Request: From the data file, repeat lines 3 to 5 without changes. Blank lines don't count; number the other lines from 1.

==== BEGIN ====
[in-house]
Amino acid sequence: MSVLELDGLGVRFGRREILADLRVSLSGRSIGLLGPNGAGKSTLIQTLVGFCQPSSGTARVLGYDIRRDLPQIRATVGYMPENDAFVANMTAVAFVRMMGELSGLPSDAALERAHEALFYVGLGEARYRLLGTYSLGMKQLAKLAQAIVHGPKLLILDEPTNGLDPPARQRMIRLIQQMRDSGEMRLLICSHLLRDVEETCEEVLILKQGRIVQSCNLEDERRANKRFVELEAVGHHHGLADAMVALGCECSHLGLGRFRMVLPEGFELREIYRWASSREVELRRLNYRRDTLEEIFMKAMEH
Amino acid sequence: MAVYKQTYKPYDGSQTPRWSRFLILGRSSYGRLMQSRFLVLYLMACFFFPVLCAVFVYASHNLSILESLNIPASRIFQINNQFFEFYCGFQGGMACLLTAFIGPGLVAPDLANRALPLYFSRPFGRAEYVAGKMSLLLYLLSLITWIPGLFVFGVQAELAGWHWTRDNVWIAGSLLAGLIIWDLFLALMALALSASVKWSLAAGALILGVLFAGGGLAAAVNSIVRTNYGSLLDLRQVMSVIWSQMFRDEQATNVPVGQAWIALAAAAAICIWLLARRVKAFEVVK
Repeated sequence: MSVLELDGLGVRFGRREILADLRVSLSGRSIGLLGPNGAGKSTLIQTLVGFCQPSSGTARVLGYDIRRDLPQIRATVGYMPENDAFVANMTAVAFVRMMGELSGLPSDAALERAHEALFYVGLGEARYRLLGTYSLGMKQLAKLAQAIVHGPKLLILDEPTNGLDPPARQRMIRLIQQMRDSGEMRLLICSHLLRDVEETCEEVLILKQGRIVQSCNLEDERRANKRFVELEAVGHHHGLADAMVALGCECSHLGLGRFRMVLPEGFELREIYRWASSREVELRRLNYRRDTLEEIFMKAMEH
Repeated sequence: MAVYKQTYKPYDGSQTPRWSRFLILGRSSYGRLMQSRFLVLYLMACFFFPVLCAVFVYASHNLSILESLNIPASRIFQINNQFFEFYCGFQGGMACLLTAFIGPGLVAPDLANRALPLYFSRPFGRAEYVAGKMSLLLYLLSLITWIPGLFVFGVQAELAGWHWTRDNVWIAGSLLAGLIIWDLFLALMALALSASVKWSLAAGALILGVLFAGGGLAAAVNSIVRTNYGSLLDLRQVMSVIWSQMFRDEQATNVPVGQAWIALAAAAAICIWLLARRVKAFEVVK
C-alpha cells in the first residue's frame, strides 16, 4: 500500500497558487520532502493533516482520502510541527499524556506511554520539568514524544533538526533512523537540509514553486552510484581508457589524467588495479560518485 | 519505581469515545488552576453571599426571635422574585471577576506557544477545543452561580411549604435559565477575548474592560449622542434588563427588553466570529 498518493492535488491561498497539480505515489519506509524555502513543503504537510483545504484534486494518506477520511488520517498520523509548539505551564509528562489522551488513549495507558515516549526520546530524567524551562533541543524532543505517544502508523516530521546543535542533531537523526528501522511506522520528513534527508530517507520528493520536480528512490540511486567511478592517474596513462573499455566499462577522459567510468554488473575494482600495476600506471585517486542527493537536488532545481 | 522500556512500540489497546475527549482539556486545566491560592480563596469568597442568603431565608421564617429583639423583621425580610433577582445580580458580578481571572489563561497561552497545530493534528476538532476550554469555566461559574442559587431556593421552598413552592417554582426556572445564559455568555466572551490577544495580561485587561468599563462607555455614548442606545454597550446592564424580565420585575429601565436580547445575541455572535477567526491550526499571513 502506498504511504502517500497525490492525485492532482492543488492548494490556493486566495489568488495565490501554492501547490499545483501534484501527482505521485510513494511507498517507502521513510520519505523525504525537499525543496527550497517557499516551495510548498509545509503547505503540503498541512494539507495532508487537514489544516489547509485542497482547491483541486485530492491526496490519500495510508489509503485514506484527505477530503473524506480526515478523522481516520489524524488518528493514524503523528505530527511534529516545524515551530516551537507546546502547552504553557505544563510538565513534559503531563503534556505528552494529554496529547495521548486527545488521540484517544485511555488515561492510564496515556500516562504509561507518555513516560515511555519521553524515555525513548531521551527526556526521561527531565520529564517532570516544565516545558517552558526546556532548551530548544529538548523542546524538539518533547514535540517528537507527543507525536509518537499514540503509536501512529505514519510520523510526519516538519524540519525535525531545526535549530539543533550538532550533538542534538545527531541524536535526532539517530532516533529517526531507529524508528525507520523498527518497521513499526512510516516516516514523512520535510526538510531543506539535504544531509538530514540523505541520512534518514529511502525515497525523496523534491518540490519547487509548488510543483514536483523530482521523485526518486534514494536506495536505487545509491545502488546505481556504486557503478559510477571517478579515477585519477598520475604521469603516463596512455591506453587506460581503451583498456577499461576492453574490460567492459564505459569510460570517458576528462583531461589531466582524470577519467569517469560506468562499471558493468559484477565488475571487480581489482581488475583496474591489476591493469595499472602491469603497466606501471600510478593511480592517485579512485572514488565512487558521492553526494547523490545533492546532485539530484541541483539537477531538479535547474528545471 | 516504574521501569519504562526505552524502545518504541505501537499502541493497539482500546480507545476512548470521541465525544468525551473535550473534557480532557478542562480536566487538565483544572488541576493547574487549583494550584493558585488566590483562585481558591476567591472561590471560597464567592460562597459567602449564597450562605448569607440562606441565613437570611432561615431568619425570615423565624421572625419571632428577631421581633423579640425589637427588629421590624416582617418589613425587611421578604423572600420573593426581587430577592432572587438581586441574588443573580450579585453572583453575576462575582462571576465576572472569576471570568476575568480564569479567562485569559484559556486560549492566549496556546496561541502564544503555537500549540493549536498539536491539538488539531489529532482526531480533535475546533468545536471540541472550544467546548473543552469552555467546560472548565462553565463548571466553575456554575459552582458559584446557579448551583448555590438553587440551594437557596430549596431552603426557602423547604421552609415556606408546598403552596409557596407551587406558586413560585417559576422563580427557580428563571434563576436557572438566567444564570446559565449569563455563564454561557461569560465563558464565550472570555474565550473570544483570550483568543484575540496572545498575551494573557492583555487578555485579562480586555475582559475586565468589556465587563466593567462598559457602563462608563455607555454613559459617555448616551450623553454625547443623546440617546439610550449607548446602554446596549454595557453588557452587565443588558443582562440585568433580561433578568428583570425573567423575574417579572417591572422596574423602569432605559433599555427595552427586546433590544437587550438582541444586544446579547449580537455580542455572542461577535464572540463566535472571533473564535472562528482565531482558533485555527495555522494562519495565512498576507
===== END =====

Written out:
Amino acid sequence: MAVYKQTYKPYDGSQTPRWSRFLILGRSSYGRLMQSRFLVLYLMACFFFPVLCAVFVYASHNLSILESLNIPASRIFQINNQFFEFYCGFQGGMACLLTAFIGPGLVAPDLANRALPLYFSRPFGRAEYVAGKMSLLLYLLSLITWIPGLFVFGVQAELAGWHWTRDNVWIAGSLLAGLIIWDLFLALMALALSASVKWSLAAGALILGVLFAGGGLAAAVNSIVRTNYGSLLDLRQVMSVIWSQMFRDEQATNVPVGQAWIALAAAAAICIWLLARRVKAFEVVK
Repeated sequence: MSVLELDGLGVRFGRREILADLRVSLSGRSIGLLGPNGAGKSTLIQTLVGFCQPSSGTARVLGYDIRRDLPQIRATVGYMPENDAFVANMTAVAFVRMMGELSGLPSDAALERAHEALFYVGLGEARYRLLGTYSLGMKQLAKLAQAIVHGPKLLILDEPTNGLDPPARQRMIRLIQQMRDSGEMRLLICSHLLRDVEETCEEVLILKQGRIVQSCNLEDERRANKRFVELEAVGHHHGLADAMVALGCECSHLGLGRFRMVLPEGFELREIYRWASSREVELRRLNYRRDTLEEIFMKAMEH
Repeated sequence: MAVYKQTYKPYDGSQTPRWSRFLILGRSSYGRLMQSRFLVLYLMACFFFPVLCAVFVYASHNLSILESLNIPASRIFQINNQFFEFYCGFQGGMACLLTAFIGPGLVAPDLANRALPLYFSRPFGRAEYVAGKMSLLLYLLSLITWIPGLFVFGVQAELAGWHWTRDNVWIAGSLLAGLIIWDLFLALMALALSASVKWSLAAGALILGVLFAGGGLAAAVNSIVRTNYGSLLDLRQVMSVIWSQMFRDEQATNVPVGQAWIALAAAAAICIWLLARRVKAFEVVK